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A blog by Ryan Quinn, Robert Quinn, Shawn Quinn, and Amy Lemley

Innovation Strategy

By Ryan W. Quinn

So far this week, I have given an example of extraordinary accomplishment using an unusual strategy, explained how to get ideas for alternative strategies, and suggested that when we want to be externally open, we should come up with one more strategy than is easy to come up with. One question that people may wonder, however, is “Why should I come up with multiple strategies if I’m confident that the one I have will work?”

The Advantages of Multiple Strategies

The truth is that multiple strategies are not always needed. Particularly in simple or repetitive situations, there is little need for multiple strategies. In cases like these, it is clearly more efficient to just use the one you are confident will work.

Also, I have given at least three reasons so far this week as to why multiple strategies might be needed. For example, multiple strategies are usually needed when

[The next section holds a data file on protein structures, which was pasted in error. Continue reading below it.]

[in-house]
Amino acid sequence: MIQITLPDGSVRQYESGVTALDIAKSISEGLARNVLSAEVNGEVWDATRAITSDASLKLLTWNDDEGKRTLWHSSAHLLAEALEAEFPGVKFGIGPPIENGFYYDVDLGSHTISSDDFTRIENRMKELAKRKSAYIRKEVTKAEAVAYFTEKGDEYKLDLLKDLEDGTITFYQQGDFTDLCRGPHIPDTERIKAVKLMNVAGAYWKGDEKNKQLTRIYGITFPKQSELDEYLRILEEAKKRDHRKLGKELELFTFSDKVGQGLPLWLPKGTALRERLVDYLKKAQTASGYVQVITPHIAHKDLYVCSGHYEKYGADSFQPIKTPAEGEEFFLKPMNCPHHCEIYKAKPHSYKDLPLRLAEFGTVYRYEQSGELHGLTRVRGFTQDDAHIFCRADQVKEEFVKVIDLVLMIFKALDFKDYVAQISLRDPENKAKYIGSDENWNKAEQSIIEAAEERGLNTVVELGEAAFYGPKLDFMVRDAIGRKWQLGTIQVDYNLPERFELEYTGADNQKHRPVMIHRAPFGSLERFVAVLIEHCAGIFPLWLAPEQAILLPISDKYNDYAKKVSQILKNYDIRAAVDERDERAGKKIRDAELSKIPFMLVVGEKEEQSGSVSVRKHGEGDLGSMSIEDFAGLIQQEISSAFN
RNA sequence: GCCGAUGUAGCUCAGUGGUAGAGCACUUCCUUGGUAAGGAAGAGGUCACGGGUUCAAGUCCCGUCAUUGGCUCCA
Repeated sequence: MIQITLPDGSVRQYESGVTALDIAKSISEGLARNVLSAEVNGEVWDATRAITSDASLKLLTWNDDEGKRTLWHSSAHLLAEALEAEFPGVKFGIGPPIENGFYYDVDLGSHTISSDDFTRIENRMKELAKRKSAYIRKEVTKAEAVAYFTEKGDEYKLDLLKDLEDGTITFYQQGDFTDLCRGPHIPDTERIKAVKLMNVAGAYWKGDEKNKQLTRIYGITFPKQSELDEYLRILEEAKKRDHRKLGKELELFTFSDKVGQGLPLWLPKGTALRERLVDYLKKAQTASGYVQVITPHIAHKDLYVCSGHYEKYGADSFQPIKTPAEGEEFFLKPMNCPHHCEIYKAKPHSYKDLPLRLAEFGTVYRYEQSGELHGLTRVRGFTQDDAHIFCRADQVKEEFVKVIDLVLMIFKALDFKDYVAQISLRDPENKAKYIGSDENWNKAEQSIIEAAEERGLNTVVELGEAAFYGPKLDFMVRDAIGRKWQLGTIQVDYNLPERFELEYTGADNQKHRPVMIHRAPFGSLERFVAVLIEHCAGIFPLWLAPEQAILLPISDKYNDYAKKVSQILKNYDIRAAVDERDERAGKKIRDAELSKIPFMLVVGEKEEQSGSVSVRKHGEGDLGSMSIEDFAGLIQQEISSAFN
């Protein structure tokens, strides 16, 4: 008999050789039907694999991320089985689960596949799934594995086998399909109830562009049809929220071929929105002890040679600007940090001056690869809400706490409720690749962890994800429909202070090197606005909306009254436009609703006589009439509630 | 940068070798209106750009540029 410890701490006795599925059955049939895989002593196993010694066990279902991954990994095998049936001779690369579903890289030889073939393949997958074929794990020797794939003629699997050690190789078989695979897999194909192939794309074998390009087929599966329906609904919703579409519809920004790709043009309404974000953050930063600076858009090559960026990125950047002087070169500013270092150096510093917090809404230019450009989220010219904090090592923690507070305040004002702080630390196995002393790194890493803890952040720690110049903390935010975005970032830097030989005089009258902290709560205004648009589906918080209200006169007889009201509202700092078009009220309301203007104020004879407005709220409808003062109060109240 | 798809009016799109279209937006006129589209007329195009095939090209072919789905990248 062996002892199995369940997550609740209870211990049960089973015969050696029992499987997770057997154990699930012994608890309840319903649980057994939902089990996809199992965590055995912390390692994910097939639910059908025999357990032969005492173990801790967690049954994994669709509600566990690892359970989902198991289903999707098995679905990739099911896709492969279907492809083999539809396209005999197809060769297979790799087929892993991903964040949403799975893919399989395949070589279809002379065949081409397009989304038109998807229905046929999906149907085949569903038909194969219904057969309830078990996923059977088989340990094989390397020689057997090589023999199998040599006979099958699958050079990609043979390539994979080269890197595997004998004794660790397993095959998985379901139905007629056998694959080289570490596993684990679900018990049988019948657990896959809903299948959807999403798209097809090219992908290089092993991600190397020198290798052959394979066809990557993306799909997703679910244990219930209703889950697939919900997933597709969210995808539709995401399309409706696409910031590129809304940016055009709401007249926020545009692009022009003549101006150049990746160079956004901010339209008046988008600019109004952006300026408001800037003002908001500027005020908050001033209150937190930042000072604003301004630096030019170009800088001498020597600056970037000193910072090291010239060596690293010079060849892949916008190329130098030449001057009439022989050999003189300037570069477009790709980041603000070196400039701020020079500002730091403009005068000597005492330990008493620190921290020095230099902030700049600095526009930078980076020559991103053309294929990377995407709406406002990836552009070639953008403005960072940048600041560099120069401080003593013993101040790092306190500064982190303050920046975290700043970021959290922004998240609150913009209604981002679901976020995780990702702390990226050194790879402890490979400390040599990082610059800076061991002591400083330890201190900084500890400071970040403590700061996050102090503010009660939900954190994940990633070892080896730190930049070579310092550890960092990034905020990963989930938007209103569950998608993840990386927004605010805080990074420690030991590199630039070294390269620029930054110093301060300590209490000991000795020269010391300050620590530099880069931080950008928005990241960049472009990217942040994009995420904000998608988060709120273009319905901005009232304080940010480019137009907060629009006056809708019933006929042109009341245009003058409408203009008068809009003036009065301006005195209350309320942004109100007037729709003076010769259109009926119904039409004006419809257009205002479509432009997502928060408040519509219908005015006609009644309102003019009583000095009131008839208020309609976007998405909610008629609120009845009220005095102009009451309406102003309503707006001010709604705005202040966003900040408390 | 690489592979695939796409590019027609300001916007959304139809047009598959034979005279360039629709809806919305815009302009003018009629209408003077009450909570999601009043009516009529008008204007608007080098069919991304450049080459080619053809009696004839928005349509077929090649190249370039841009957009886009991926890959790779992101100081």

• an externally open mindset is what is needed, not the strategies themselves, per se
  • one strategy isn’t working
  • the situation seems impossible

Here’s another reason: Innovation. We have discussed the importance of innovative strategies for organizations before. Innovative strategies also matter, however, for the learning, growth, and success of individuals. And innovation, scholars have shown, is a process of recombination.

If innovation is a process of recombination, then you cannot innovate if you come up with only one strategy. If there is only one strategy, there is nothing to recombine. Making yourself come up with multiple competitive strategies is a key to personal growth as well as organizational growth.

 

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